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Sensory Overload?! Why Floatation is the answer to our overstimulated lives

26 July 2022, by i-sopod

Juggling work and your personal life, with places to be, things to do, people to see… Constantly plugged into devices – always with something to reply to, something to read or watch, and notifications to act on… Life moves very, very fast these days, and it can be incredibly difficult to find time and space in your daily life to slow down and properly rest!

Via our five senses, the brain is taking in a shocking 11 million bits of information per second! And 10 million of that is taken in visually.

What makes modern life so stimulating?

Technology has become so interwoven into our day to day lives, and the blue light our devices omit plays a role in keeping our brains on high alert.

And, if you live in a city, there is also a constant bombardment of noise pollution, as well as visual advertising everywhere which your brain can’t help but read and take in. It’s a lot! It’s no wonder that cases of chronic fatigue and burnout are on the rise.

You might feel like when you tap out of life at the end of the day, and perhaps hit the sofa and tune into your favourite TV show or listening to a podcast, this is you resting. But in reality, as you take in more sensory information whilst watching or listening to something, and potentially checking notifications on your phone sporadically too, you’re not giving yourself the full, total rest you need to recharge. We actually need deeper, varying types of rest than most people realise.

So what is the remedy to this sensory overload?

Research shows that for a truly effective physical relaxation response, the body and brain need two things: reduced sensory input and reduced physical movement. Floatation R.E.S.T (reduced environmental stimulation therapy) is one of the few (if not the only!) forms of therapy that ticks both of those boxes.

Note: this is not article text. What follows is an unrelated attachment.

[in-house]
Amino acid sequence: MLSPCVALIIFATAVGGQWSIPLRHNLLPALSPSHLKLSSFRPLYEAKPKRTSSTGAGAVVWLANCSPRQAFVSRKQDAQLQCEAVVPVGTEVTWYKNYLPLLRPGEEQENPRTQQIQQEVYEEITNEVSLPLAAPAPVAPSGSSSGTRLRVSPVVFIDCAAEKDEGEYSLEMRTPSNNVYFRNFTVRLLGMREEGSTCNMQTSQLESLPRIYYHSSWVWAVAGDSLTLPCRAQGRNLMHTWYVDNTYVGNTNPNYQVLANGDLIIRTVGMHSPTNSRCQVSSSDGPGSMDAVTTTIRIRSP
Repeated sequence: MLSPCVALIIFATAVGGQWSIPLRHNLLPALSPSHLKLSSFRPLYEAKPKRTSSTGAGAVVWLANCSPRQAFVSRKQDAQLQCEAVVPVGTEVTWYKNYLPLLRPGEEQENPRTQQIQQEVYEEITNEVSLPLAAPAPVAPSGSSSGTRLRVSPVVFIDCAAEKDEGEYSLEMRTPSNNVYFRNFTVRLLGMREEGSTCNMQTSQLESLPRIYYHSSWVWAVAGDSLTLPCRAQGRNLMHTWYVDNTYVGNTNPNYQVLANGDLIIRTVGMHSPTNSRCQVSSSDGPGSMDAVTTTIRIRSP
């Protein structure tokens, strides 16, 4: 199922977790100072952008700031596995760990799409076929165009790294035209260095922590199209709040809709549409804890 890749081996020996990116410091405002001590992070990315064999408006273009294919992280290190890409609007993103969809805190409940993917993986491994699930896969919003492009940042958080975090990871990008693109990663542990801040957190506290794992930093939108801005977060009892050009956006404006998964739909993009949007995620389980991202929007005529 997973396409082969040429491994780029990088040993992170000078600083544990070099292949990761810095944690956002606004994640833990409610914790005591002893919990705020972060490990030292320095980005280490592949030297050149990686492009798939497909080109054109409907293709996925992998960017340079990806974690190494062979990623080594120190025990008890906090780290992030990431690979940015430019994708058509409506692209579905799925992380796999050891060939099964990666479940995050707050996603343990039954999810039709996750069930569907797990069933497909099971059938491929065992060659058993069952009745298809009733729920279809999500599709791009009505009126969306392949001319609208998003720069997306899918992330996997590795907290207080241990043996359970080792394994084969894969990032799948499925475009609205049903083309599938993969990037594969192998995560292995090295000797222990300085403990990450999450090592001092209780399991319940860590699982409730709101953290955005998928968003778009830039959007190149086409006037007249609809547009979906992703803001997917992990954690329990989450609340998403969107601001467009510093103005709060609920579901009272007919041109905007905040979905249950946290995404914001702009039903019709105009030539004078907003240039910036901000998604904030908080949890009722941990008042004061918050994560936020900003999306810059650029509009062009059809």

When floating in an isolation tank, the information your sight, sound, smell, touch senses take in is radically reduced. Plus, with the zero gravity of the tank environment (thanks to the high level of Epsom salt in the water) your body also has the unique opportunity to be completely weightless, meaning any movement you do make whilst in the pod is completely effortless for the body.

Because of these two main factors, as well as other aspects of the experience such as the high level of magnesium intake, floatation offers such a deep form of rest that it is almost unparalleled as a stress reducing therapy. Amongst many other studies, a 2004 analysis proved float therapy to be a lot more effective than other forms of relaxation, such as biofeedback, physical relaxation exercises and just relaxing on the sofa.

It’s about more than just your own life and schedule

On a deeper level than just our day-to-day life, another aspect of life that is making people feel tired and overwhelmed right now is the current state of the world and the global issues which are almost impossible to ignore. The number of people seeking support groups and therapy to deal with grief around the climate crisis is growing, and many are voicing their level of overwhelm at the global situation on social media. In one way or another, we are all affected by how crazy the world is right now, and it can be difficult to tune out of the news.

Floatation is not only a chance to rest your senses and limit what they take in; it’s also a valuable way of gently altering your state of consciousness. Floating is proven to shift the brain from beta to theta brainwaves, conducive to deep rest and meditation. Slipping into this state with regular float sessions, you will increase your level of mindfulness and therefore resiliency to all that life throws at you.

So if you’re finding yourself tired all the time, wired from the sensory overload of daily life, and overwhelmed by the world, booking in for regular float sessions could be the way to go!

Considering how we currently live, floatation offers a rare opportunity to fully tune out from the incessant buzz of modern life. This can only mean that the demand for float therapy will increase! So if you’re thinking about starting a float centre, now could be the perfect time to do so.

Read more about starting a float centre here, and find out about others’ experiences starting floatation businesses here.